California was an early adopter of employee restrictions — just not noncompetes

Most people reading this blog know that California has a statute (Business and Professions Code § 16600) that bans (employee) noncompetes and (at least since 2008) nonsolicitation agreements, and, more recently, possibly no-recruit agreements.

What people might not know, however, is that the noncompete ban is not a recent development. Nor was the law adopted to help the tech sector flourish. Rather, California adopted the original version of the statute in 1872.

As we have discussed before, one consequence of the ban appears to be that employers with California employees are relegated to using trade secret litigation as a (poor) substitute for noncompetes (and nonsolicitation agreements).

No surprise there.

What also shouldn’t come as much of a surprise is that the resort to trade secret law is not a new phenomenon.

But what might be surprising (it was to me) is that the use of trade secret law as a substitute for restrictive covenants was used in California for even low-level employees as far back as 1913.

For context, in responding to oft-expressed assumption that noncompetes are being used more widely than in the past (i.e., for lower level workers, as opposed to executives), we pointed out here (Myth #4) and in our letter to the FTC and the Biden Administration that the use of noncompetes dates back at least to medieval times when master craftsmen tried to restrain their apprentices from using the skills the masters taught them, and that at least as of a century ago, noncompetes were already being used for low-wage and blue-collar workers. Seee.g.J. & J.G. Wallach Laundry System v. Fortcher, 191 N.Y.S. 409, 116 Misc. 712 (Supr. Ct. N.Y. 1921) (noncompete enforced against laundry delivery driver); Eureka Laundry Co. v. Long, 146 Wis. 205, 131 N.W. 412 ( Wisc. 1911) (noncompete enforced against laundry delivery driver); Simms v. Patterson, 55 Fla. 707, 46 So. 91 (Sup. Ct. Fla. 1908) (noncompete used for a “salesman and shipping clerk”).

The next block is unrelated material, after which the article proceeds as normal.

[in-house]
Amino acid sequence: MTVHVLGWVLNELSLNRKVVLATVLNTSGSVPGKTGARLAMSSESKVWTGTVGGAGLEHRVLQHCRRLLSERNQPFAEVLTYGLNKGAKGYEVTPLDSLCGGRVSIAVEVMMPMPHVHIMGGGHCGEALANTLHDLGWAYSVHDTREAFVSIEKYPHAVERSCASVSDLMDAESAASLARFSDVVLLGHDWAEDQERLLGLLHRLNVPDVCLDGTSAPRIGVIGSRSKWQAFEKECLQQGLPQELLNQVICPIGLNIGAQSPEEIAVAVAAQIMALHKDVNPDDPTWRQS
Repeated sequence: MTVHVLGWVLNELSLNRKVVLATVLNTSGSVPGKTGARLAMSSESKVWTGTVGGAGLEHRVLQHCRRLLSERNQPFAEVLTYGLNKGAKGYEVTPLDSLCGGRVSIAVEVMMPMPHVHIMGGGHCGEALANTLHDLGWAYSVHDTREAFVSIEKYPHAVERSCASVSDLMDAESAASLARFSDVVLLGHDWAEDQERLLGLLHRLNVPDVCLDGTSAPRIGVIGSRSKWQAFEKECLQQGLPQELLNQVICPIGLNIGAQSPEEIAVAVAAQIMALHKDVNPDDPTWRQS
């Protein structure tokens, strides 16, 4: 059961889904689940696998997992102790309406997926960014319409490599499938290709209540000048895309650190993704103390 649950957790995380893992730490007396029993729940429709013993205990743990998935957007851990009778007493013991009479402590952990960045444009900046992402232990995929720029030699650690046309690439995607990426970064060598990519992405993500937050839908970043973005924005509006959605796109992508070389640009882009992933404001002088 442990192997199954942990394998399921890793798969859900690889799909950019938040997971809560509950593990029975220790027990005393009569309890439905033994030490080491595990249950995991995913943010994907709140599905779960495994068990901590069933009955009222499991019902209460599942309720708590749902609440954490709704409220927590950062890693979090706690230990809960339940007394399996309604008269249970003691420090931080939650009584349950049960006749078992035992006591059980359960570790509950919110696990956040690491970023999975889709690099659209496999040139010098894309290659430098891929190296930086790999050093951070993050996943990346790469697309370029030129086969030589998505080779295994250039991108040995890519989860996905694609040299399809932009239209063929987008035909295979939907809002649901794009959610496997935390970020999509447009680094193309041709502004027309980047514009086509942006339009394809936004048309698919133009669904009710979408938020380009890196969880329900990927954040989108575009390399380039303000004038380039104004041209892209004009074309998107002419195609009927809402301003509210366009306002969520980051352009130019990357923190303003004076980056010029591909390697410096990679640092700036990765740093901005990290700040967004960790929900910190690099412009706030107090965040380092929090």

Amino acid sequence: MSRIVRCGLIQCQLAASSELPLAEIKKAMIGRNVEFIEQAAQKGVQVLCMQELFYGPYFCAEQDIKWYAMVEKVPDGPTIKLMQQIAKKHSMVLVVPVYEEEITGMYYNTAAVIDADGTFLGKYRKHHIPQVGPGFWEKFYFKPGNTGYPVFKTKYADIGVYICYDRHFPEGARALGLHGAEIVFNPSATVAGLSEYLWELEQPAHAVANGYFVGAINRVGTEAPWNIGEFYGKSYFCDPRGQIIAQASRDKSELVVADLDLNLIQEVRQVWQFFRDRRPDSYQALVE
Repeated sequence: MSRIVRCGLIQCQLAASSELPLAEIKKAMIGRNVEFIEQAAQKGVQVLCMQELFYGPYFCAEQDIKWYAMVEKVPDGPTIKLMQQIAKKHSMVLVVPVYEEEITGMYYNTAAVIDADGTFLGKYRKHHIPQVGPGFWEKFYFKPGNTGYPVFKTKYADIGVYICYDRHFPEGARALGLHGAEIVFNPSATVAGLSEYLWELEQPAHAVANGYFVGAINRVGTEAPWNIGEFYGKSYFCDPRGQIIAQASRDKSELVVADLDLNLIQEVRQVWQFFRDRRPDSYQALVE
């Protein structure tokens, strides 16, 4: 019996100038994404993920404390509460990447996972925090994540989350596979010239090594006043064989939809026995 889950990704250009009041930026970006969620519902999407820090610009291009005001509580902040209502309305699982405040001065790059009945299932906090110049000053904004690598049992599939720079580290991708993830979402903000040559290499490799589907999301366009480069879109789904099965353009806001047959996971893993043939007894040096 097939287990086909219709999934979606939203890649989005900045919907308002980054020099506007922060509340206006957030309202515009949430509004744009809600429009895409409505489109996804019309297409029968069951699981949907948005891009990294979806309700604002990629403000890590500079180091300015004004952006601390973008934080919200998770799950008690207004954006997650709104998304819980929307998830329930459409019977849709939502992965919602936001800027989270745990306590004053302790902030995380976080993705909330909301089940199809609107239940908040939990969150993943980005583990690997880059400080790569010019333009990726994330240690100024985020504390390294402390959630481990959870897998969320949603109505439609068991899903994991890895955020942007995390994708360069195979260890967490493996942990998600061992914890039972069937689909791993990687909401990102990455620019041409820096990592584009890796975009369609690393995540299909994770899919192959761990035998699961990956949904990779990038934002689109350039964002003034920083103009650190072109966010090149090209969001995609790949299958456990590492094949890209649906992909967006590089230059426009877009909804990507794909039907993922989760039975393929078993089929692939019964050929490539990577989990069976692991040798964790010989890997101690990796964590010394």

It turns out that while other states were using noncompetes to protect their relationships with their customers from low-level sales and delivery people, California was at the same time — i.e., over a century ago — doing the same thing, but using trade secret law as the tool.

Specifically, in reading an excellent article by Jim Pooley about the difference between trade secrets and confidential information (a complicated topic that we are currently wrestling with at The Sedona Conference’s working group on trade secrets), I saw his reference to Empire Steam Laundry v. Lozier, 195 Cal. 95, 130 P. 1180 (1913). That case involved a laundry service business. The employer’s “drivers of its wagons . . . canvass from house to house soliciting orders for laundry work [and] collect and return the clothes.” Each driver had their own route. The driver was provided with “[t]he names and addresses of plaintiff’s customers, together with the day of the week their clothes are to be called for . . . .” The parties had entered into a nonsolicitation agreement. Ultimately, the employee resigned, went to work for a competitor, and solicited his former employer’s customers. The former employer sued, and the employee, of course, challenged the validity of the contract, asserting that it violated California’s noncompete ban.